Interpol issued a search notice on Sunday for a missing three-year-old girl snatched from France amid a battle for custody between her French father and Russian mother.
France had already alerted police across Europe for signs of the girl and her mother, Irina Belenkaya, and it was at their request that Interpol issued a yellow notice, which is used to help missing persons, often minors.
The Interpol notice, sent out to police forces in its 187 member states, carries a photo of Elise Andre together with a physical description and other identifying details, such as the fact that she speaks French.
Three-year-old Elise was grabbed from her father, Jean-Michel Andre, in the south of France on Friday by two men and a woman. Andre was beaten up during his daughter's abduction.
The move by the international police organisation came as France's embassy in Moscow moved to quash claims that the girl had flown with her mother to Russia.
"The latest information is that they are not on Russian territory," a French diplomat said.
Andre, who appeared on French television covered in bruises and with one eye half-closed, said two unidentified men had beat him up before snatching his daughter as he collected her from school in the southern town of Arles.
Investigators in southern France said they were taking seriously the possibility that the girl's mother had been involved, but for the moment had no hard evidence to prove it.
After a false alert on Saturday that had suggested the girl might be in Russia, they had now turned their attention to Switzerland, local prosecutor Antoine Paganelli told AFP.
"At the present time, the most likely hypothesis comes from the testimony of a Swiss national who says she saw the child accompanied by a woman in a train heading towards Switzerland on Friday," he said.
"The Swiss authorities have been alerted and are taking the necessary steps," he added.
Earlier on Sunday, the Russian authorities said they would inform the French if the girl turned up in Russia.
"But there can't be any talk of detaining the child's mother," said interior ministry spokesman Oleg Yelnikov, Interfax reported.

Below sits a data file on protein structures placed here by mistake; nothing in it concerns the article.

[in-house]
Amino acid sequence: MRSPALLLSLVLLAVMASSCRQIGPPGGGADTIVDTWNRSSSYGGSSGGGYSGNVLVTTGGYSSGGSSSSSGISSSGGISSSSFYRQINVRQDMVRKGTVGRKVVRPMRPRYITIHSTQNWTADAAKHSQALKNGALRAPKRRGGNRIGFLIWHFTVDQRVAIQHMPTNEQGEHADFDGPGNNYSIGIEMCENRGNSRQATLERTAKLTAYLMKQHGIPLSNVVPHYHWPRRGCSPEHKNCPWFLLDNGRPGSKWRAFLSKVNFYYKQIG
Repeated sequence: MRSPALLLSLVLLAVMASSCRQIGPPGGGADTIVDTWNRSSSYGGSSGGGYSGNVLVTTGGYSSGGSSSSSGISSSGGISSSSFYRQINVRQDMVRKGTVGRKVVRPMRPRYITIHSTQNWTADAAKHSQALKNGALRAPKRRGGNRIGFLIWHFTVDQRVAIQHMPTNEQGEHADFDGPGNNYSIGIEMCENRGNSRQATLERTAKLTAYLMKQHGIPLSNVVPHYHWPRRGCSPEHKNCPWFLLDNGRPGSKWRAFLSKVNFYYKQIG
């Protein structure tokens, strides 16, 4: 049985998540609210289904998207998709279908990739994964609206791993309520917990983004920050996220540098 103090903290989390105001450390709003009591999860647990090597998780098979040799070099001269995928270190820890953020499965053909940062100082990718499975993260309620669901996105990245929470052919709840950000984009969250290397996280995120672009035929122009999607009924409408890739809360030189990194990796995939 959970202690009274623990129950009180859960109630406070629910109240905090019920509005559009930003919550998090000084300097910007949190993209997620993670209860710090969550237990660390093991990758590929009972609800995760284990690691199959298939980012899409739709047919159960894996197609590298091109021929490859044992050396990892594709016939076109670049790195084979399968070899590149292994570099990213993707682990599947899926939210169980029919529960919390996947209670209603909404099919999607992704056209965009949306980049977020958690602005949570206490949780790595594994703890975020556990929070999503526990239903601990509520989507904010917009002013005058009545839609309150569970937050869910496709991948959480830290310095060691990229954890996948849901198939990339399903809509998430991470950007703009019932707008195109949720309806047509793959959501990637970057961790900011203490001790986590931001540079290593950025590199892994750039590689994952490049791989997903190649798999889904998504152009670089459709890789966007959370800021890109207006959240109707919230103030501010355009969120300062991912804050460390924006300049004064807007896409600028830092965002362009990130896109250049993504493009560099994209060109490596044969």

"A child can't be considered kidnapped if it's by the parent and there's no use of violence or involvement by other persons."
In France, the girl's father told AFP he was certain the third person in the team -- a woman dressed in black and wearing a wig -- had been his estranged wife.
In 2008, Andre himself snatched the girl from a street in Moscow after the mother took the daughter to Russia from him against his will and in defiance of a French court ruling.
Since then, he said, he had been afraid that the girl's mother might try to snatch her back, and had changed home in France several times.
But he told AFP he was ready to go to Russia to get his daughter back, even though he is subject to a Russian arrest warrant.
"I will go to Moscow. I will bring her back... She is my daughter," said Andre.
"If I enter Russia now it would be suicide. You saw what happened to me yesterday," he said. "I have to enter under a false name with a false passport."
While there was no sign of Belenkaya in Moscow, she too has not been shy of putting her side of the story before the public.
In an appearance on a Russian television chat-show after she lost her daughter last year, she said: "Judging from the father's behaviour, it's completely clear that this man has a maniacal attachment to the child that has absolutely nothing to do with a father's love for his child but with other feelings."